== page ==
Lady Beldon is old school and likes it that way. She lords her position as the dowager of the town. She was married when she 16 years old to a man who went off to fight in the First World War and didn’t make it home. Now, when Carol and Vin are planning to marry, she is opposed to it for two reasons. The first is that Carol would be marrying beneath her station; which Mrs. Miniver ejects as foolish.
The old lady then objects on the grounds that the boy may never come home. Mrs. Miniver; in her inimitable way; convinces the older woman that it is best to have a snatch at happiness than not. After all, didn’t she marry at an even younger age? And, secondly, would she trade that love now, even years later, for anything else in the world? Lady Beldon caves in and declares that if Vin has any class at all, she now knows where he got it from. That is as close to a compliment as the old woman has ever come.
When the flower show comes up it is a true test of the changes the war is bringing to Britain. The old woman is adamant about winning and has stepped up her campaign to have Mr. Ballard pull his rose; which he has named the “Mrs. Miniver”; from the competition. He refuses. In his own way the old man is in love with Mrs. Miniver and this is his only way to show that. He is equally adamant about leaving the rose in the competition.
When the day arrives the judges judge and the old lady waits for the results she knows will be forthcoming. After all, this is her contest and always has been. She is the sponsor and feels she is entitled to win. But the judges have figured out a way to make her do what is right.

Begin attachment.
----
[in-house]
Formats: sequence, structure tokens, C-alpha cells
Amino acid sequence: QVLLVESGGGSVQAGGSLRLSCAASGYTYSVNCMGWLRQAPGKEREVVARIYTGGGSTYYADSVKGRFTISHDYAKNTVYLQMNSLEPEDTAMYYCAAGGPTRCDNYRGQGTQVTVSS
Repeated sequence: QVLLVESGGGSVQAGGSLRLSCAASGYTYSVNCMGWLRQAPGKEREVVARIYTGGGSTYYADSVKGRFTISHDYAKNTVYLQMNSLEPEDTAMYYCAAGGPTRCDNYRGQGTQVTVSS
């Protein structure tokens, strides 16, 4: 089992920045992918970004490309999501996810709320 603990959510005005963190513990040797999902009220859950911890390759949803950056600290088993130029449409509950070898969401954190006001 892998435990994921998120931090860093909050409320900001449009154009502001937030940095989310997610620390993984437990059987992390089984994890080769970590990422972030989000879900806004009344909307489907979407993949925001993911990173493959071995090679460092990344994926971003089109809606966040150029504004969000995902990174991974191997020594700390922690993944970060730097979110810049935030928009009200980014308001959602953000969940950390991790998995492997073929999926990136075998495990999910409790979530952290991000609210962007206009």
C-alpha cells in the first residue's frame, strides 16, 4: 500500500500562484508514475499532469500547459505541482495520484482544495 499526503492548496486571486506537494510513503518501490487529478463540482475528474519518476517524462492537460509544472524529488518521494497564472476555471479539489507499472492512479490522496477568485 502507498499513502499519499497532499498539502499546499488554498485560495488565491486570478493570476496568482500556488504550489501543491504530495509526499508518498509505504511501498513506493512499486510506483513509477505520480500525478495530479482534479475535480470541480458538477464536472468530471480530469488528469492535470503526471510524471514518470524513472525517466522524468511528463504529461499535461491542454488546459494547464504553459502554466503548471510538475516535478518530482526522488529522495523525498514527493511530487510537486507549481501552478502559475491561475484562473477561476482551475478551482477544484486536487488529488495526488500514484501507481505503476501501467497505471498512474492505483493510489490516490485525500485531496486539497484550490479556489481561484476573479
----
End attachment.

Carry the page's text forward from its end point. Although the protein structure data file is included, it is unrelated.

When Lady Beldon gets up to announce the winner, she has in her hands the judges written decision; which shows her in first place and the Miniver Rose by Mr. Ballard as second. To be sure she gets the message they place the two roses side by side where the audience can clearly see them. They then place the trophy behind the Miniver Rose; as if to underscore their true feelings.
Lady Beldon hasn’t got a chance. She can claim the prize or admit that the other rose is the better of the two. But will pride let her? In a wonderful scene, which always leaves me a bit teary eyed, she does the right thing and even manages to endear herself to the people of the town, while still holding on to her revered place in society. She is surprised that giving can bring so much joy to everyone; including herself.
There is one last dark chapter left in the film. That comes during an air raid when Carol is killed. Vin returns home and the family bury her. The next Sunday finds everyone at the bombed out church where the Vicar; played by Henry Wilcoxon is holding services under an open roof. The Miniver’s file in and fill their pew. But Lady Beldon; with all of her wealth; is accompanied by only a footman who covers her with a lap robe and then retreats to the rear of the church, leaving the old woman alone in her pew.
Vin cannot help but notice that with all her wealth she really has nothing. As the Vicar leads the congregation in a hymn Vin crosses the aisle and shares a hymn book with Lady Beldon and the two are almost united by their love of God, Country and the recently deceased Carol. Once again, this scene leaves me teary eyed as they two close the gap between the classes with their common grief.
This movie is a beautiful tribute to the changing of the guard in England after the war, as well as a salute to the perseverance and charm that have always managed to carry the British people through whatever crisis has beset them. And did I mention that it’s also a great movie?